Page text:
So what of the new map? Well it's a now a web map which is inevitable as the new publishing paradigm for mapping. Nothing wrong with that per se. It replaces a previous Flash-based online version, presumably to ensure that students with iProducts can use it. The map has been "developed by University Communications and Marketing" and authored by their web developers with advice from cartographers. When you click "About the map" you get a roll-call of tools and software used to build the map. JOSM this, Mapnik that, Ruby on Rails blah blah yackity schmakity. Maps never used to have a huge list of the different sized Rotring pens used, or whether it was built using Illustrator or Freehand did they? None of the previous UW campus maps have this detail...the maps speak for themselves. Mode of production should be irrelevant but smacks of an attempt to show how clever the map is when presented like this. Instead, we could have had a description of what the map is showing, what the design philosophy is and how choices of representation are expressed. Alarm bells ring...this is an example of treating the map as a technical challenge and solution rather than a cartographic one. It's really not that important how the map was built...what is important is the map does its job and does it well.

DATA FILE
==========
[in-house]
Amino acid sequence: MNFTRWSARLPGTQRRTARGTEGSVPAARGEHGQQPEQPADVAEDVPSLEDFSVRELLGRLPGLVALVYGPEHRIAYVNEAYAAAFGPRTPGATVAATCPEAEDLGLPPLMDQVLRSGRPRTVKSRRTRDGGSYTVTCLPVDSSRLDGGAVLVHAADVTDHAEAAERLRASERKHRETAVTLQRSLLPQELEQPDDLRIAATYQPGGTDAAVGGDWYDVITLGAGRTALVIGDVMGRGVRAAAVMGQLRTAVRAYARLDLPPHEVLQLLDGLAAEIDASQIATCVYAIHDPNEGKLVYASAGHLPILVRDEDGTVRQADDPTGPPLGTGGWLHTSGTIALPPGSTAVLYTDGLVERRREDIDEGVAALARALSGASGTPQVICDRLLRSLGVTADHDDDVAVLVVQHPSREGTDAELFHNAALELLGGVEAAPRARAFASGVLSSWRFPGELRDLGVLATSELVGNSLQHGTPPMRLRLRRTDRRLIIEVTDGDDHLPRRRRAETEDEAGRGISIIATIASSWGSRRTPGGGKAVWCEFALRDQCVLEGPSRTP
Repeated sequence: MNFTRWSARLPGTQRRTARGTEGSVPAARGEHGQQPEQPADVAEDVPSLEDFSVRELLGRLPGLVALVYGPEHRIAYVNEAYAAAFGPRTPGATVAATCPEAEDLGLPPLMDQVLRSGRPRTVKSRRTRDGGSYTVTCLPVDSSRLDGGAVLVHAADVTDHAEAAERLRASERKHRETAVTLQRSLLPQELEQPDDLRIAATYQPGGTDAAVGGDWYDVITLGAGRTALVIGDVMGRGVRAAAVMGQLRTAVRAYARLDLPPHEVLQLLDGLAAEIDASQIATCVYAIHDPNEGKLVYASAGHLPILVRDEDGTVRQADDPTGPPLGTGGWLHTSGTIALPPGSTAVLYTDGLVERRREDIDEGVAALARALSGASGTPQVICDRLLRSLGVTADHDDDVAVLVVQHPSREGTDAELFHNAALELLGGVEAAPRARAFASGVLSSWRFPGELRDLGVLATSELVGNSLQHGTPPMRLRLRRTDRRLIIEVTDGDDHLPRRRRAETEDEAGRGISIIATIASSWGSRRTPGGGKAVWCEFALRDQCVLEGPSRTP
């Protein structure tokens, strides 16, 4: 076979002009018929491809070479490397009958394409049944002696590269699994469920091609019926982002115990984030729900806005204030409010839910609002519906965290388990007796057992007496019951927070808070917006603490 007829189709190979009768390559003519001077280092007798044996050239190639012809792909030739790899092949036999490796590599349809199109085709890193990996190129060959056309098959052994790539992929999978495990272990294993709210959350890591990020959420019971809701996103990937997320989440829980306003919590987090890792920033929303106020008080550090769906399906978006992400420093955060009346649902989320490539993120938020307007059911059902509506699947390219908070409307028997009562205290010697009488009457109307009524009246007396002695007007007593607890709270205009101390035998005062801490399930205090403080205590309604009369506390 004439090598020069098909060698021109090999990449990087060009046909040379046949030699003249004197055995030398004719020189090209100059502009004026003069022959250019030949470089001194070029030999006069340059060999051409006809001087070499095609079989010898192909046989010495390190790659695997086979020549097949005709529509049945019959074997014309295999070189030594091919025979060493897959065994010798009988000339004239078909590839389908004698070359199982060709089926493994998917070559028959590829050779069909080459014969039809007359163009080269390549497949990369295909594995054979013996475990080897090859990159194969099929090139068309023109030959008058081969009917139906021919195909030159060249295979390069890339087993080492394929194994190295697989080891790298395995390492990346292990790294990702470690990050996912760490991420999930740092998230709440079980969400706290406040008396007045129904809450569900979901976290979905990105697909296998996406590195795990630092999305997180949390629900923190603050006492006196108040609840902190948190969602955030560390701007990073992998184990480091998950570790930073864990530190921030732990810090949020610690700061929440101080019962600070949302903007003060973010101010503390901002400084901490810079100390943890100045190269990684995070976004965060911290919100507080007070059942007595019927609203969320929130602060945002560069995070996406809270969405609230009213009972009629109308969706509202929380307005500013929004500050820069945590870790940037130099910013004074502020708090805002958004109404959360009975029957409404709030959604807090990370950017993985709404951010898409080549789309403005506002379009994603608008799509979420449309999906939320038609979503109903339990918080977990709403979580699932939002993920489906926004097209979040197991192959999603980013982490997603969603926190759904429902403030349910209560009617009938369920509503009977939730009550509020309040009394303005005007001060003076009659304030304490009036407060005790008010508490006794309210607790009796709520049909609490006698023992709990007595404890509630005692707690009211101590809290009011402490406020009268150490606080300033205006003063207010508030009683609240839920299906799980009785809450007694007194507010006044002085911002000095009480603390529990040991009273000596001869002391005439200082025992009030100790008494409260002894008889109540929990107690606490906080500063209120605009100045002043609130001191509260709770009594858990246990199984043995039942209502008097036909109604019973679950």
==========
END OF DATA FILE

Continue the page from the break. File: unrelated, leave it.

The map itself relies on an OpenStreetMap derived slippy map. Gone is the local detail. Gone is the immediacy of the axonometric projection. Gone is the colouring by building function that the 2006 version used. Gone is the cartographic nuance and polish that brings a large-scale local environment to life. The map is bereft of detail. The buildings are merely flat shapes on a flatland that lacks detail. The argument of showing detail through the satellite basemap will undoubtedly be made but that, of course, includes all manner of extraneous detail because it lacks generalization.

New UW-Madison Campus Map with satellite basemap and overprinted thematic markers